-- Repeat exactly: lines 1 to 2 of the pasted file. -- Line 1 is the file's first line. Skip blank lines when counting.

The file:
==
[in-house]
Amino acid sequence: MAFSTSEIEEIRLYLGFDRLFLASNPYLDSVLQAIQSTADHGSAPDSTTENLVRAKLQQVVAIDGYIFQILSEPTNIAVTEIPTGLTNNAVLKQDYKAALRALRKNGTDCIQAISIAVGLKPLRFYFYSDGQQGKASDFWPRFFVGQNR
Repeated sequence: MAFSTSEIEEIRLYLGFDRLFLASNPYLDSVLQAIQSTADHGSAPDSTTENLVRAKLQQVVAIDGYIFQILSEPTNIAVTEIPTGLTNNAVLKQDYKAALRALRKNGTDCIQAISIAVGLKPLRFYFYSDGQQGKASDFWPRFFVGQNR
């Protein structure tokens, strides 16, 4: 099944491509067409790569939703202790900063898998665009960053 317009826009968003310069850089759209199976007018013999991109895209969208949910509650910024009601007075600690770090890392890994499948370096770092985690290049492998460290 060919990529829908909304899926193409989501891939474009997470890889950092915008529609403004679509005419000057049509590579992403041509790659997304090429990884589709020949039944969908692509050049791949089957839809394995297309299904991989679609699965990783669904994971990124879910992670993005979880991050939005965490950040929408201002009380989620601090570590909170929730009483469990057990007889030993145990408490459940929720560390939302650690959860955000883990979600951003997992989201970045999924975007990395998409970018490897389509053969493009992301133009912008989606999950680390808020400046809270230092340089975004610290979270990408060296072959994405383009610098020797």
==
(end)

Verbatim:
[in-house]
Amino acid sequence: MAFSTSEIEEIRLYLGFDRLFLASNPYLDSVLQAIQSTADHGSAPDSTTENLVRAKLQQVVAIDGYIFQILSEPTNIAVTEIPTGLTNNAVLKQDYKAALRALRKNGTDCIQAISIAVGLKPLRFYFYSDGQQGKASDFWPRFFVGQNR